Gene expression and protein expression are absolutely not the same thing. While counts of mRNA levels for a particular gene may give some indication of how much protein is present, many times it does not. Similarly, quantitating protein levels does not necessarily mean the relative levels of mRNA will be similar. There are many points for regulation between RNA polymerase rolling along the gene and creating the pre-mRNA and the protein coming out of the ribosome and being folded and transported to its correct place in the cell. mRNA can be silenced, degraded, or prevented from being translated by a number of mechanisms. Proteins themselves are subject to extensive regulation, with half-lives that can vary from seconds to weeks. Of course, genes are regulated in many different ways as well, from repressor proteins to methylated DNA to chemically-modified histones, and the number of polymerase complexes on the DNA and their relative transcription speed are also under regulatory control.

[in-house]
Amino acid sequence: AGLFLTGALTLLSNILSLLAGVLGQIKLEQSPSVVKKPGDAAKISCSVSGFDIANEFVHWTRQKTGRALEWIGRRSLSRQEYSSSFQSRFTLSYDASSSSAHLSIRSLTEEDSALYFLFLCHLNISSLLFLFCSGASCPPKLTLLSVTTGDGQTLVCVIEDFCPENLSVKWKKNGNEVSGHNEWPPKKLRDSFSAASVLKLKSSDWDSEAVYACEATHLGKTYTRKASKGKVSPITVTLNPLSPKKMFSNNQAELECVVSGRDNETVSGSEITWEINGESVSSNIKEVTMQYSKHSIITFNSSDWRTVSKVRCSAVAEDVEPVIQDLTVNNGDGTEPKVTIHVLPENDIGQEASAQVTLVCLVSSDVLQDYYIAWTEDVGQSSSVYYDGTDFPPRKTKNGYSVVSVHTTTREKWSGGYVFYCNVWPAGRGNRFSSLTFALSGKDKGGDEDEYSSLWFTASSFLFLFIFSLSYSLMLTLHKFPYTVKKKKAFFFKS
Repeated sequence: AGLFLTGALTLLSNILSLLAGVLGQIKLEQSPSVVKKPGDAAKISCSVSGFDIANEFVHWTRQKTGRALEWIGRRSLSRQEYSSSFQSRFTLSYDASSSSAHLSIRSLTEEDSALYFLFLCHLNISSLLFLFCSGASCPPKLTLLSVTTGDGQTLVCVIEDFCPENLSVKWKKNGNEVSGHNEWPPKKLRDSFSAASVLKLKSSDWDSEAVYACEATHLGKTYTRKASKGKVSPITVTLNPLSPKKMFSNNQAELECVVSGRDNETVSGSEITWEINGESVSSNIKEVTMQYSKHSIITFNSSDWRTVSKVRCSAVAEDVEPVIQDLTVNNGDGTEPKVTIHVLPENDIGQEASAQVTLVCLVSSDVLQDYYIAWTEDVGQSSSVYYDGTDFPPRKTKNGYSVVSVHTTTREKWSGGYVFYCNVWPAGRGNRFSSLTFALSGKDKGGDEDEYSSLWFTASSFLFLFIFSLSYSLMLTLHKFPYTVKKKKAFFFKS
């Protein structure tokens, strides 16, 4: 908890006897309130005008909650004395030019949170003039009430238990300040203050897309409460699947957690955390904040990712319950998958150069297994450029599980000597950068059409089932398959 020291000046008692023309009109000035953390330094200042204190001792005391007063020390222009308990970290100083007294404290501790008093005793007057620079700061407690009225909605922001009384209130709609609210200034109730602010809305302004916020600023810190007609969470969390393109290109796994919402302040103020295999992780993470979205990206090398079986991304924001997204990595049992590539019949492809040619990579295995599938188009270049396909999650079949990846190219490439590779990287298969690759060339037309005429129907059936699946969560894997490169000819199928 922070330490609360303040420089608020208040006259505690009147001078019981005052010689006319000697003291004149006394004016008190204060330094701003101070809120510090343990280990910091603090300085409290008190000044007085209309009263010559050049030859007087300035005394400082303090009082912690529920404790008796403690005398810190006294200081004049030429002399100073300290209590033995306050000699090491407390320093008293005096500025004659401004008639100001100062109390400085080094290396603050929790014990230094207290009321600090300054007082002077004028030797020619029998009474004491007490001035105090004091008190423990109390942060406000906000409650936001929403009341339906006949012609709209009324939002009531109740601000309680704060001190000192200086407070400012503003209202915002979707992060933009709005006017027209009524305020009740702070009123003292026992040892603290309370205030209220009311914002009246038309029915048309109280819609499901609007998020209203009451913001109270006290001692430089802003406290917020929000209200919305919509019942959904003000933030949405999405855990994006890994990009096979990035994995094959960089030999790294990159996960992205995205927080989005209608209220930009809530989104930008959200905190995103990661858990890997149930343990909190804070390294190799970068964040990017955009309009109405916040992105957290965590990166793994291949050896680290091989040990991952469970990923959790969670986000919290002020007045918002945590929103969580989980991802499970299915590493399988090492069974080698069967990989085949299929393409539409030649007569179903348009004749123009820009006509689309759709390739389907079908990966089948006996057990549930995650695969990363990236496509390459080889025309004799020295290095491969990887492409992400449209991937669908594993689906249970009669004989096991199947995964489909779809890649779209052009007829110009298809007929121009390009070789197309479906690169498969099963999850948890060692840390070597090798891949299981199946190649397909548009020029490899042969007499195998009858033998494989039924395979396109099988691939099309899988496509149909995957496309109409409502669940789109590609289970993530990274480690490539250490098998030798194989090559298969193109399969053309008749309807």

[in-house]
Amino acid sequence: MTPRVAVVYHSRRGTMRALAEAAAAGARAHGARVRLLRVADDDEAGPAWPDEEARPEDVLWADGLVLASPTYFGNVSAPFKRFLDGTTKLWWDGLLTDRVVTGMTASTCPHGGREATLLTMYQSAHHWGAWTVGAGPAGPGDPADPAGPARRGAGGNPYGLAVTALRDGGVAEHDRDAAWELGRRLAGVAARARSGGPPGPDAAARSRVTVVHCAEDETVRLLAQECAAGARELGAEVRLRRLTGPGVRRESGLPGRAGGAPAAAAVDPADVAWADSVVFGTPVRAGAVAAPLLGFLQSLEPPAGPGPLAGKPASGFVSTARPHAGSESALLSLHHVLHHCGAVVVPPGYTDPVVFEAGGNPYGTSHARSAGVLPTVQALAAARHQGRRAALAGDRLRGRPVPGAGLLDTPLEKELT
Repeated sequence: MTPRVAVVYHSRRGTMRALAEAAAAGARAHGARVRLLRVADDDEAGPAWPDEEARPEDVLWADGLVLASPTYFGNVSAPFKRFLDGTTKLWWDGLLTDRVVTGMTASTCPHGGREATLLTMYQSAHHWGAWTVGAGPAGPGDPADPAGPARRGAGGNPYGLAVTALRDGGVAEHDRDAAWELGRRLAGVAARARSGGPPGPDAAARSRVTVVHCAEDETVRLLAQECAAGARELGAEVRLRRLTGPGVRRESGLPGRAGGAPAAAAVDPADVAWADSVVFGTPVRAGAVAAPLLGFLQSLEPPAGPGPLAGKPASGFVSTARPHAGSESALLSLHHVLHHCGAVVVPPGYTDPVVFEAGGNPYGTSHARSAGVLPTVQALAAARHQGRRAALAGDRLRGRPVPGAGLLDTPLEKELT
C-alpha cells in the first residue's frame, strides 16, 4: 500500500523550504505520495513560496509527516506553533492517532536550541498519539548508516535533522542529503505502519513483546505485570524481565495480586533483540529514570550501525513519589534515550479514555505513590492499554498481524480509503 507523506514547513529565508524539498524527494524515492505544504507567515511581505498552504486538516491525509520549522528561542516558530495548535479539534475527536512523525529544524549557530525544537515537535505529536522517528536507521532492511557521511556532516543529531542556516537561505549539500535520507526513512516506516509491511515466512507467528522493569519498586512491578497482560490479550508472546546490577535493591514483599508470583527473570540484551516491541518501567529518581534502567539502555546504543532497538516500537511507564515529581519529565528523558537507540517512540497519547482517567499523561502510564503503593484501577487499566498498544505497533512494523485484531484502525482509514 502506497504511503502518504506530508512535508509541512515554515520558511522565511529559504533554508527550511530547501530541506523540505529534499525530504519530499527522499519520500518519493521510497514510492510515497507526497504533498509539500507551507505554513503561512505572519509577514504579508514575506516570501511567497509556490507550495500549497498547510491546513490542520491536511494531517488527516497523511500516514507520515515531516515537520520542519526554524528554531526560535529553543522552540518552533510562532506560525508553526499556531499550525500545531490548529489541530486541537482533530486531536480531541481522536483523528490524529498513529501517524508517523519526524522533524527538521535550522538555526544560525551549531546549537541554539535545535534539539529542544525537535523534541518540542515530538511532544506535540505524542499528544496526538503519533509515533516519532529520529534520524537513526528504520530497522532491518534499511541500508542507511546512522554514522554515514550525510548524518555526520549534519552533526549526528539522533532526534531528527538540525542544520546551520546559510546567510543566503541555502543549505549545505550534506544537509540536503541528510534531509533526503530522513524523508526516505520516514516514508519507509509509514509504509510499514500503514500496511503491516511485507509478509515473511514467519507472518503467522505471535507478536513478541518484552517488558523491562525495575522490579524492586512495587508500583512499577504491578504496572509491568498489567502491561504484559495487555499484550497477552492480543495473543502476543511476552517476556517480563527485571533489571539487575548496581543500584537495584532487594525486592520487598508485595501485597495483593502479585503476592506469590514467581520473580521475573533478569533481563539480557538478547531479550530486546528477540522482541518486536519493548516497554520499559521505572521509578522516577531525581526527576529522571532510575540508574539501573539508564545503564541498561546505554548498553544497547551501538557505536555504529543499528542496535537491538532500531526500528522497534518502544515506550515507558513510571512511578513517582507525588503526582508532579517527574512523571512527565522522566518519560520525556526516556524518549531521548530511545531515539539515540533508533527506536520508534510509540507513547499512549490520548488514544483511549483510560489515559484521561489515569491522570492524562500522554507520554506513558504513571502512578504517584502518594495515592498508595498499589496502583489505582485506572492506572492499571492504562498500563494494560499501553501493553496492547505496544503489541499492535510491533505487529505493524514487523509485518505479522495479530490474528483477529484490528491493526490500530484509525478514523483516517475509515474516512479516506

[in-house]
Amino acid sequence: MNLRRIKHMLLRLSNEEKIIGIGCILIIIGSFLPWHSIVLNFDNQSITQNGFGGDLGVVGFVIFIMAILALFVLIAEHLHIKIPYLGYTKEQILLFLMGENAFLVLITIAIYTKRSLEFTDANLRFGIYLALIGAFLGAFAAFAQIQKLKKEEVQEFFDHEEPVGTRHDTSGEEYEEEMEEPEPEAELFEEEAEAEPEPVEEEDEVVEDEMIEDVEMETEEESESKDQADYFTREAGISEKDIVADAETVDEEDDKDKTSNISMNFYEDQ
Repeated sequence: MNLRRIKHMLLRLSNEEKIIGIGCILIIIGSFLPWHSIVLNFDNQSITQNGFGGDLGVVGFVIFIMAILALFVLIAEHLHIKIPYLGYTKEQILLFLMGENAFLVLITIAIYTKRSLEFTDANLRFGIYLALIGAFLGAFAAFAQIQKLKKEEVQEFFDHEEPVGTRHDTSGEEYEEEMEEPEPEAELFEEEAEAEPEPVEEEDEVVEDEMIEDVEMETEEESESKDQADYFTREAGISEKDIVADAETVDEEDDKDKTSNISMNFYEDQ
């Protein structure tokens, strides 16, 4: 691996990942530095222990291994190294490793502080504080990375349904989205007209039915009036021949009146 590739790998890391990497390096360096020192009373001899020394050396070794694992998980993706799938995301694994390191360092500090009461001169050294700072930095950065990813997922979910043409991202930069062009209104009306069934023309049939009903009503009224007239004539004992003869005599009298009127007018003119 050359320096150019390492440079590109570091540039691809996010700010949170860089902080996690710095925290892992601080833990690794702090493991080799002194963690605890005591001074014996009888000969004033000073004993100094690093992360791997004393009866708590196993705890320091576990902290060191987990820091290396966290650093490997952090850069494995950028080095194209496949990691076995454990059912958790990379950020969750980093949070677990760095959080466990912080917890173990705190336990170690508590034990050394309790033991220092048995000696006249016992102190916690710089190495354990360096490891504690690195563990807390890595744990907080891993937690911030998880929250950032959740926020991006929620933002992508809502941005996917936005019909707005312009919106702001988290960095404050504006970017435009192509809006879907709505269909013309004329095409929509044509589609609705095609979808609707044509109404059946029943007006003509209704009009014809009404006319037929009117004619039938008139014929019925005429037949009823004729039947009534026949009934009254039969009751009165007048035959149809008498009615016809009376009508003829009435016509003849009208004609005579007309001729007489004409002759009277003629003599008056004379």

If I replace the DNA sequence of a gene of interest with the GFP DNA; and then subsequently quantify the fluorescence levels, am I measuring the gene expression of the gene of interest OR the protein expression?
You are quantifying the protein levels of GFP. mRNAs can be subject to sequence-specific regulation (such as siRNA), so you can't just say absolutely that GFP levels are equal to your gene product of interest. Many times they will be proportional, but some times they won't, so you'll need to do a number of other experiments to verify your results.